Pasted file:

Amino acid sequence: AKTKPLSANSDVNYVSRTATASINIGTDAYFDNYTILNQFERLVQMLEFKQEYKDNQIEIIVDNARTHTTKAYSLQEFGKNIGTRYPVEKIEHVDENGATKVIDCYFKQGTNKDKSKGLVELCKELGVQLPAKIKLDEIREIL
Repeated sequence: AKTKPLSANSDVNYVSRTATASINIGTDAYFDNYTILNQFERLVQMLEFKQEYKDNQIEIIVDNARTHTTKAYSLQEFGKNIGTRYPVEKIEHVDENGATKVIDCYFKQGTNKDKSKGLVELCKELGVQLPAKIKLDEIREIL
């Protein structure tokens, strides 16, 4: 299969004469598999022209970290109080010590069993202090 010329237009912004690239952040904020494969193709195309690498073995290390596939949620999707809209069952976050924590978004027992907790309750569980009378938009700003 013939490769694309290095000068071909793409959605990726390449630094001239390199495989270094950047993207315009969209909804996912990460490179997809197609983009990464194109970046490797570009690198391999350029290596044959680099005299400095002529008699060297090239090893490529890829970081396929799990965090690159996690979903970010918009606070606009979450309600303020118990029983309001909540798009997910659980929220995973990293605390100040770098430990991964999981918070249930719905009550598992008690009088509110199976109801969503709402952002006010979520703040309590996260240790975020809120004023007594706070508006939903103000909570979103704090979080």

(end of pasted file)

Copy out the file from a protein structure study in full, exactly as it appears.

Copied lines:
Amino acid sequence: AKTKPLSANSDVNYVSRTATASINIGTDAYFDNYTILNQFERLVQMLEFKQEYKDNQIEIIVDNARTHTTKAYSLQEFGKNIGTRYPVEKIEHVDENGATKVIDCYFKQGTNKDKSKGLVELCKELGVQLPAKIKLDEIREIL
Repeated sequence: AKTKPLSANSDVNYVSRTATASINIGTDAYFDNYTILNQFERLVQMLEFKQEYKDNQIEIIVDNARTHTTKAYSLQEFGKNIGTRYPVEKIEHVDENGATKVIDCYFKQGTNKDKSKGLVELCKELGVQLPAKIKLDEIREIL
């Protein structure tokens, strides 16, 4: 299969004469598999022209970290109080010590069993202090 010329237009912004690239952040904020494969193709195309690498073995290390596939949620999707809209069952976050924590978004027992907790309750569980009378938009700003 013939490769694309290095000068071909793409959605990726390449630094001239390199495989270094950047993207315009969209909804996912990460490179997809197609983009990464194109970046490797570009690198391999350029290596044959680099005299400095002529008699060297090239090893490529890829970081396929799990965090690159996690979903970010918009606070606009979450309600303020118990029983309001909540798009997910659980929220995973990293605390100040770098430990991964999981918070249930719905009550598992008690009088509110199976109801969503709402952002006010979520703040309590996260240790975020809120004023007594706070508006939903103000909570979103704090979080």